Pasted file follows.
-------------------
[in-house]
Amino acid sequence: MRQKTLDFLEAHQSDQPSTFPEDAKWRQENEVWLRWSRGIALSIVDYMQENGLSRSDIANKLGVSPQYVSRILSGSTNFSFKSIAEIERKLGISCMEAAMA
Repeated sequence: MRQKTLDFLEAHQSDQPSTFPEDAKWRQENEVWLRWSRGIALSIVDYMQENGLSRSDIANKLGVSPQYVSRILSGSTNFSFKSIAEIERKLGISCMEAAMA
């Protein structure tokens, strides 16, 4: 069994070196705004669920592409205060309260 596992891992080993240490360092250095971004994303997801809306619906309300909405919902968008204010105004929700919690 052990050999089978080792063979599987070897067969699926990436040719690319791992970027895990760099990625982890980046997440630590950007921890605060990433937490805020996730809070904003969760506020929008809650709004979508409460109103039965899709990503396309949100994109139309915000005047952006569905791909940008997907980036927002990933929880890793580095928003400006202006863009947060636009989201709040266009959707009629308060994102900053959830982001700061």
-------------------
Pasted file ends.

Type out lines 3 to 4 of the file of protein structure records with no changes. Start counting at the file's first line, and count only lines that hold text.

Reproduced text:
Repeated sequence: MRQKTLDFLEAHQSDQPSTFPEDAKWRQENEVWLRWSRGIALSIVDYMQENGLSRSDIANKLGVSPQYVSRILSGSTNFSFKSIAEIERKLGISCMEAAMA
């Protein structure tokens, strides 16, 4: 069994070196705004669920592409205060309260 596992891992080993240490360092250095971004994303997801809306619906309300909405919902968008204010105004929700919690 052990050999089978080792063979599987070897067969699926990436040719690319791992970027895990760099990625982890980046997440630590950007921890605060990433937490805020996730809070904003969760506020929008809650709004979508409460109103039965899709990503396309949100994109139309915000005047952006569905791909940008997907980036927002990933929880890793580095928003400006202006863009947060636009989201709040266009959707009629308060994102900053959830982001700061």